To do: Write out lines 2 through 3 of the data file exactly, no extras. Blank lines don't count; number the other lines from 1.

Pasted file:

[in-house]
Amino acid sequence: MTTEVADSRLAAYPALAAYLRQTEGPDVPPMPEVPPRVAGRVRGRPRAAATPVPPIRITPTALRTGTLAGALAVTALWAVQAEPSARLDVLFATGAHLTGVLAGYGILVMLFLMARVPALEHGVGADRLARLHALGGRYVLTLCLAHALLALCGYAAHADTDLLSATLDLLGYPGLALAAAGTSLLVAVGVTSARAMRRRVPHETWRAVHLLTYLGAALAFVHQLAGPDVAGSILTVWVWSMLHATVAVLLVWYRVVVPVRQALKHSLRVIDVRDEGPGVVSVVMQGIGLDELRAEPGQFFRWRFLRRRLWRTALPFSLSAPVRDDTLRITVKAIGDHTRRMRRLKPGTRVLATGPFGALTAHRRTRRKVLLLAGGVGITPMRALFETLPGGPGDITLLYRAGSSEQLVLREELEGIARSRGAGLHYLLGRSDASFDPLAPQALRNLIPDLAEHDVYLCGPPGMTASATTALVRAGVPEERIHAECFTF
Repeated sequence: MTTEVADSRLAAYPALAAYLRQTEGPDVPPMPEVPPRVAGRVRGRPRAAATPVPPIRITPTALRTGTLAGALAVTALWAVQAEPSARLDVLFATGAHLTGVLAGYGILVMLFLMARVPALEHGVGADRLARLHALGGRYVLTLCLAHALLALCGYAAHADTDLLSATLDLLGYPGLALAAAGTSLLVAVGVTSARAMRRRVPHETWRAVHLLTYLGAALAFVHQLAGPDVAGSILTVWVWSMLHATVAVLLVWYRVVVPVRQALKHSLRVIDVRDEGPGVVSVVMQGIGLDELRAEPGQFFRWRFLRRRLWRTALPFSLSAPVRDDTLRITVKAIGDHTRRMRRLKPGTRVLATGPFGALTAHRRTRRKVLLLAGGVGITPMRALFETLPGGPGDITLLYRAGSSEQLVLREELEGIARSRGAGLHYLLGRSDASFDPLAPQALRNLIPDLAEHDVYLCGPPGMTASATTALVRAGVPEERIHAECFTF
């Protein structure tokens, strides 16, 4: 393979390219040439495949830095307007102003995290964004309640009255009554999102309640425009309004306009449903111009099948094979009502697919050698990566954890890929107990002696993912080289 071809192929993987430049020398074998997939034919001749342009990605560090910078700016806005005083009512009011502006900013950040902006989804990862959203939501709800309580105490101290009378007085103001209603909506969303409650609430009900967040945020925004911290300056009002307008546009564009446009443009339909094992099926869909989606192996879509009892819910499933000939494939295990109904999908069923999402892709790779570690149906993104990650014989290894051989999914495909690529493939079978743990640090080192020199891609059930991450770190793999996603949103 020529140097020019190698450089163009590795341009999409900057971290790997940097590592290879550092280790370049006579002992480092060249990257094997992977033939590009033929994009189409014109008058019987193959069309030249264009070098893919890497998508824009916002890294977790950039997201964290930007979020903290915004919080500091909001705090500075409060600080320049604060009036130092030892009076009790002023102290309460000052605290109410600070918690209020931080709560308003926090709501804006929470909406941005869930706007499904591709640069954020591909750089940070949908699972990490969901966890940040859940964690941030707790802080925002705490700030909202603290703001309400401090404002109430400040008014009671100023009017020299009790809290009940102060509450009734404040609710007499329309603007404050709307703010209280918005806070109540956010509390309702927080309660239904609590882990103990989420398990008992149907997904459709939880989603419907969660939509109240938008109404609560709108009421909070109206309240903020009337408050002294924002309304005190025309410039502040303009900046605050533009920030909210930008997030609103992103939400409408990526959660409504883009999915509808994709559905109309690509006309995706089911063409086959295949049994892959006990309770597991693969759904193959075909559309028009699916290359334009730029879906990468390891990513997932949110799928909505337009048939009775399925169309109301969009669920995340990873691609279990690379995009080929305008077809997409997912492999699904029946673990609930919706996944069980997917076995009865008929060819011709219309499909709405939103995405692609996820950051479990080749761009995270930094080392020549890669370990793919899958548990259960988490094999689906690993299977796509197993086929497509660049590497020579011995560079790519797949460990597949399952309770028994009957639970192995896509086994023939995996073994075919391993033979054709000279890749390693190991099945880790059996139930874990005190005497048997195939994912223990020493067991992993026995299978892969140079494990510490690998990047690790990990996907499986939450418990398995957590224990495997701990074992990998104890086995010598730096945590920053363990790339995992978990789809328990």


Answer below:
Amino acid sequence: MTTEVADSRLAAYPALAAYLRQTEGPDVPPMPEVPPRVAGRVRGRPRAAATPVPPIRITPTALRTGTLAGALAVTALWAVQAEPSARLDVLFATGAHLTGVLAGYGILVMLFLMARVPALEHGVGADRLARLHALGGRYVLTLCLAHALLALCGYAAHADTDLLSATLDLLGYPGLALAAAGTSLLVAVGVTSARAMRRRVPHETWRAVHLLTYLGAALAFVHQLAGPDVAGSILTVWVWSMLHATVAVLLVWYRVVVPVRQALKHSLRVIDVRDEGPGVVSVVMQGIGLDELRAEPGQFFRWRFLRRRLWRTALPFSLSAPVRDDTLRITVKAIGDHTRRMRRLKPGTRVLATGPFGALTAHRRTRRKVLLLAGGVGITPMRALFETLPGGPGDITLLYRAGSSEQLVLREELEGIARSRGAGLHYLLGRSDASFDPLAPQALRNLIPDLAEHDVYLCGPPGMTASATTALVRAGVPEERIHAECFTF
Repeated sequence: MTTEVADSRLAAYPALAAYLRQTEGPDVPPMPEVPPRVAGRVRGRPRAAATPVPPIRITPTALRTGTLAGALAVTALWAVQAEPSARLDVLFATGAHLTGVLAGYGILVMLFLMARVPALEHGVGADRLARLHALGGRYVLTLCLAHALLALCGYAAHADTDLLSATLDLLGYPGLALAAAGTSLLVAVGVTSARAMRRRVPHETWRAVHLLTYLGAALAFVHQLAGPDVAGSILTVWVWSMLHATVAVLLVWYRVVVPVRQALKHSLRVIDVRDEGPGVVSVVMQGIGLDELRAEPGQFFRWRFLRRRLWRTALPFSLSAPVRDDTLRITVKAIGDHTRRMRRLKPGTRVLATGPFGALTAHRRTRRKVLLLAGGVGITPMRALFETLPGGPGDITLLYRAGSSEQLVLREELEGIARSRGAGLHYLLGRSDASFDPLAPQALRNLIPDLAEHDVYLCGPPGMTASATTALVRAGVPEERIHAECFTF